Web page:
William Reuter — Bank of America — Analyst

Okay. And then secondly, just following up on Jenna’s question. Do you have a number that you have an expectation of in terms of working capital benefit this year versus based upon scan-based trading and inventory reductions?

Matt Schroeder — Executive Vice President, Chief Financial Officer

It’s embedded in the overall $60 million of working capital benefit that we talked about.

William Reuter — Bank of America — Analyst

Okay. I think I missed that number. All right, thank you.

Heyward Donigan — President and Chief Executive Officer

Sure. Thank you.

Operator

Your next question comes from the line of Karru Martinson from Jefferies. Your line is open.

Karru Martinson — Jefferies — Analyst

With kids back-to-school, in the — those super spreaders. What is a normalized cough and cold and flu season to you guys when we think back to kind of pre pandemic, what’s the magnitude of what that would contribute to your bottom line?

Heyward Donigan — President and Chief Executive Officer

Yes. You might recall that it kind of just sell through the floor about — not last quarter but the quarter or the fourth quarter of the prior year. And obviously, that’s a big business for us. And these kids definitely keep us in business. And so Matt, do you want to just talk about the magnitude or Andre? Andre, why don’t you just hit it?

Andre Persaud — Executive Vice President and Chief Retail Officer

Good morning. Our Q4 upper respiratory or of front-end sales were up over 50% because last year, we did not have a cough and cold season. I would say, while it was up 50%, it still was below what we would look at a couple of years ago as a record cough and cold season.

Heyward Donigan — President and Chief Executive Officer

And I think because they’re just reopening the schools right now. So a little bit of this, I think, is timing.

Andre Persaud — Executive Vice President and Chief Retail Officer

So we still see upside this year in our plan on cough and coal.

Matt Schroeder — Executive Vice President, Chief Financial Officer

Yes. I think to give a finer point on the cough and cold at least on the scripts. I would expect cough cold and flu scripts to be up at least $2 million — 2 million scripts of what we saw last year. [Indecipherable] so that’s like — and those are pretty profitable scripts for us. So that’s, I think, a good benchmark to think about.

Heyward Donigan — President and Chief Executive Officer

I think it’s way up, but it hasn’t reached the levels that we think it could reach, and so is allergy.

Karru Martinson — Jefferies — Analyst

Yes. Okay. So some tailwinds there. And when we look at kind of the normalization or learning to live with COVID, what are you seeing on the traffic trends as people come back to work. Are you seeing that traffic and basket start to pick up?

Andre Persaud — Executive Vice President and Chief Retail Officer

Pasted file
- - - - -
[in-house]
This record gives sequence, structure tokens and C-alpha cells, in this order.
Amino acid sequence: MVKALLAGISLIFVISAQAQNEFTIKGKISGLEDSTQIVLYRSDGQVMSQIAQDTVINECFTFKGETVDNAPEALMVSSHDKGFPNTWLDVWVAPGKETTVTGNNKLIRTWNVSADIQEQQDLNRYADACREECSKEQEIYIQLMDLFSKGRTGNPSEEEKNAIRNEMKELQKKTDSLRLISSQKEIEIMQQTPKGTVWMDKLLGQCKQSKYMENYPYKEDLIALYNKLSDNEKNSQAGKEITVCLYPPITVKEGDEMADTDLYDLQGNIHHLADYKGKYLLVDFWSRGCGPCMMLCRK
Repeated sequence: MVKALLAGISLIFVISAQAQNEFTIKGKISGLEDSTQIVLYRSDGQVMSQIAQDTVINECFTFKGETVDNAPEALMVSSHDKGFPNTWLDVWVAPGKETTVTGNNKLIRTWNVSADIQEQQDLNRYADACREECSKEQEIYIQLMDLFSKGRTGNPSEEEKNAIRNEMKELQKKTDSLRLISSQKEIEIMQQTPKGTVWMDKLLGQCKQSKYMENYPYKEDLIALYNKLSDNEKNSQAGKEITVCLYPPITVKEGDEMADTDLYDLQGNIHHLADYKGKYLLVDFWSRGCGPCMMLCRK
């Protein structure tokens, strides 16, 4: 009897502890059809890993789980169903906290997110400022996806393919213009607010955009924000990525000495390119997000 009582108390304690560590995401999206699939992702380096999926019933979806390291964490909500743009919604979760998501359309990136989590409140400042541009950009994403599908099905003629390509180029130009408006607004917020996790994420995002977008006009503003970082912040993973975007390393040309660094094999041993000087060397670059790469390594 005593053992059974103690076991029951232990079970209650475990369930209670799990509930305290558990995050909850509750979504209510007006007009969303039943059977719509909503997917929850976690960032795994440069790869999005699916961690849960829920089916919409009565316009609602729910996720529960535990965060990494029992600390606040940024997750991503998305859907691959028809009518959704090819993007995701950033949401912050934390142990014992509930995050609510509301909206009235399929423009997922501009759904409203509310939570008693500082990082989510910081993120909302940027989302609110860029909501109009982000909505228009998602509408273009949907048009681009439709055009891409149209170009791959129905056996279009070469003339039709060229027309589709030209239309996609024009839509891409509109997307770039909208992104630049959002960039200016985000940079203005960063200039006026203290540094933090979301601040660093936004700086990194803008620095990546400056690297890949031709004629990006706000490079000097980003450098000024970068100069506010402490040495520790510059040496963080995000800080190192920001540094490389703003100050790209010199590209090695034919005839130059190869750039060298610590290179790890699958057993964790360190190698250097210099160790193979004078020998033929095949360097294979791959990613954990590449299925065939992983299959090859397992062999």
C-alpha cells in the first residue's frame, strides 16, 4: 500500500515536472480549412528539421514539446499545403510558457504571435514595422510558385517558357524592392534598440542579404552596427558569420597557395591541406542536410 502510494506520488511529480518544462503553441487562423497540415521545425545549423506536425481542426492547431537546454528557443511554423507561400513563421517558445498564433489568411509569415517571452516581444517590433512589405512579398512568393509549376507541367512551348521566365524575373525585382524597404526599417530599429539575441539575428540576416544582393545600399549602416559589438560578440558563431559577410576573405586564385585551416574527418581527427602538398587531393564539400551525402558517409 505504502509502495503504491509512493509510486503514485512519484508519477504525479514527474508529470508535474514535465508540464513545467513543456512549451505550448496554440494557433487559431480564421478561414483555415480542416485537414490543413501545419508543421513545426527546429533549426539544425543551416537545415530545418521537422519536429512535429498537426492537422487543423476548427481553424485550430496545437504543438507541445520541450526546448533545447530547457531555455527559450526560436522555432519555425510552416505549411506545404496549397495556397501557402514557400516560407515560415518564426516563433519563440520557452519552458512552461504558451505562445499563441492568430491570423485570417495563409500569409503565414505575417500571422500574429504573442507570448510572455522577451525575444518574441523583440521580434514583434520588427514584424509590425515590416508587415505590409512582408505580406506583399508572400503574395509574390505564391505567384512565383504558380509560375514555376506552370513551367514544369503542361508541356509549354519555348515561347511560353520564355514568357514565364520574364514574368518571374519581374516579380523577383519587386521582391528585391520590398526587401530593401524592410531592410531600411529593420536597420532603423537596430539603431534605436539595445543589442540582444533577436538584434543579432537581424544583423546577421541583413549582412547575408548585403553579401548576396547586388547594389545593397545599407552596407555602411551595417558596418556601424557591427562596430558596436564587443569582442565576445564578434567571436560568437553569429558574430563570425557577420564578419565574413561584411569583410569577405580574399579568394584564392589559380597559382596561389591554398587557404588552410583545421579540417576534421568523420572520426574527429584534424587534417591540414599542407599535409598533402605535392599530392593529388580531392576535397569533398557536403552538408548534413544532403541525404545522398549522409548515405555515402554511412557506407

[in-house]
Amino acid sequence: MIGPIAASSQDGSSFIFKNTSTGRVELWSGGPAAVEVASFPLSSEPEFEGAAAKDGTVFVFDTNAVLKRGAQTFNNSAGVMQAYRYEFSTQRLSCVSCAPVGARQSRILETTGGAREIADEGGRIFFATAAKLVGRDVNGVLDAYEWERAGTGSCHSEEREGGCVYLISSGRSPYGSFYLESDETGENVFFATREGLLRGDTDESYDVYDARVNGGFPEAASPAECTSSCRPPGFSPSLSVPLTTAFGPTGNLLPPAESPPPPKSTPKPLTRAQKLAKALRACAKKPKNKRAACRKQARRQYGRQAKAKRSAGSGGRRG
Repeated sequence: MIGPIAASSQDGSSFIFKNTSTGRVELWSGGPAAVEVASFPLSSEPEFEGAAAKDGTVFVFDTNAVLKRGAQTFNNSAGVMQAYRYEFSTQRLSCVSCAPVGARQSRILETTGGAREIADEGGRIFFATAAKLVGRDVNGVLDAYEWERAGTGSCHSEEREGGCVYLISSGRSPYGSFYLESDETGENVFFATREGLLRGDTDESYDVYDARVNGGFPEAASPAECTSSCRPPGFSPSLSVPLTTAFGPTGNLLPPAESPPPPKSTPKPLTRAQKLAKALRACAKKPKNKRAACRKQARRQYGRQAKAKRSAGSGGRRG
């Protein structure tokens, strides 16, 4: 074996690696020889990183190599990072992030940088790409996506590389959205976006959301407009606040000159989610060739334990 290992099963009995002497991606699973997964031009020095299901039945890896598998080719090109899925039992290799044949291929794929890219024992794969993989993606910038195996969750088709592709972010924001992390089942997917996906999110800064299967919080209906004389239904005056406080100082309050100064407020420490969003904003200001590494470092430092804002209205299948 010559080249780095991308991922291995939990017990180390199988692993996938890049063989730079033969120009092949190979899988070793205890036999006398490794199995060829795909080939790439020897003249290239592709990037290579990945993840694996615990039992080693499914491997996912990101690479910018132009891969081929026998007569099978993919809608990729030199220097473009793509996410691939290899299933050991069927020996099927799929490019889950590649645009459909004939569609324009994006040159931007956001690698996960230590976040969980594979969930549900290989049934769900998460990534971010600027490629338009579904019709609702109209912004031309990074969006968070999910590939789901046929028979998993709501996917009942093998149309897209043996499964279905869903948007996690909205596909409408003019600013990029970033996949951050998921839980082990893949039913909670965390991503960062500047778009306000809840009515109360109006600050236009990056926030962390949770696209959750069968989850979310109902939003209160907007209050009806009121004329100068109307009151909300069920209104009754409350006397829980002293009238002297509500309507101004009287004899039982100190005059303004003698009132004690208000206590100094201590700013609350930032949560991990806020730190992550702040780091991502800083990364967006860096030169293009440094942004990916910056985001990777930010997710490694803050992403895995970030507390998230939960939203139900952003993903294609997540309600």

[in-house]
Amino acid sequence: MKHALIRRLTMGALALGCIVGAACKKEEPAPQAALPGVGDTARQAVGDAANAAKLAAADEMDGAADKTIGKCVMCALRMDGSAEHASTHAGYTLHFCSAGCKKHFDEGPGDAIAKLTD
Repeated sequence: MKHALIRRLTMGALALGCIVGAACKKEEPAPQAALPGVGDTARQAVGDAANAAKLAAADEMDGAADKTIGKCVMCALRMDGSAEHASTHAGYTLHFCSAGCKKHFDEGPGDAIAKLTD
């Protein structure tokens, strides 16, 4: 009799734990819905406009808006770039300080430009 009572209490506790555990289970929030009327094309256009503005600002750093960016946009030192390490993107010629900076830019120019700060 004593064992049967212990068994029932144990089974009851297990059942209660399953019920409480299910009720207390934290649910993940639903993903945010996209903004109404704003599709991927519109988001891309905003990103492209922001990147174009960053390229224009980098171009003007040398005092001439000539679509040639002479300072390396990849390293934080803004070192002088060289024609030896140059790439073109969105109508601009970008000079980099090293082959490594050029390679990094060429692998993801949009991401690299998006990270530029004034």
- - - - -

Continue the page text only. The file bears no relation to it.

Yes. I think I’ll share this, Karru, is that we are seeing uptick on traffic and basket in our urban centers where people are returning to work. The flip side of that is the return to work has been a lot more cautious than one would have expected. So when you look at traffic over 2 years ago in those certain stores, we’re still down, but it’s encouraging year-over-year, significantly up over last year at this point in time in those markets.

Heyward Donigan — President and Chief Executive Officer

Yes. One of the things that we considered when we did the store closures was that we don’t believe that people will go back to the office full time, ever. And so some of these urban markets were tied to big office complexes. That was a consideration for us as well.

Karru Martinson — Jefferies — Analyst

Okay. And in terms of the selling season for the PBM, we’ve been kind of static for 2 years, what are the expectation for fiscal ’23, fiscal ’24 of that selling season opening up at the end of this year?

Heyward Donigan — President and Chief Executive Officer

Well, as I said, we are very early in the 2023 season for employer business, and we are in the 2024 season for Health Plan business. So health plans have a longer lead time for implementation. So just in the past few months, we’ve sold 35,000 new members, and have barely gotten started. And that’s against a total of 55,000 new members in the prior year. Our pipeline is almost $1 million basis. We’re in the finals for 150,000 additional members right now as we speak. And as I mentioned earlier, we’re closing 35% of the business when we’re in the final position. And the sales season really doesn’t — really start to heat up until employers make decisions generally as late into the November time frame. The health plan cycle is just getting started. That pipeline will grow during 2023 and in ’24. So early days, but I think very compelling and exciting stats so far.

Karru Martinson — Jefferies — Analyst

Thank you very much, guys. Appreciate it.

Operator

And we have time for one more question. Your final question comes from the line of Carla Casella from JPMorgan. Your line is open.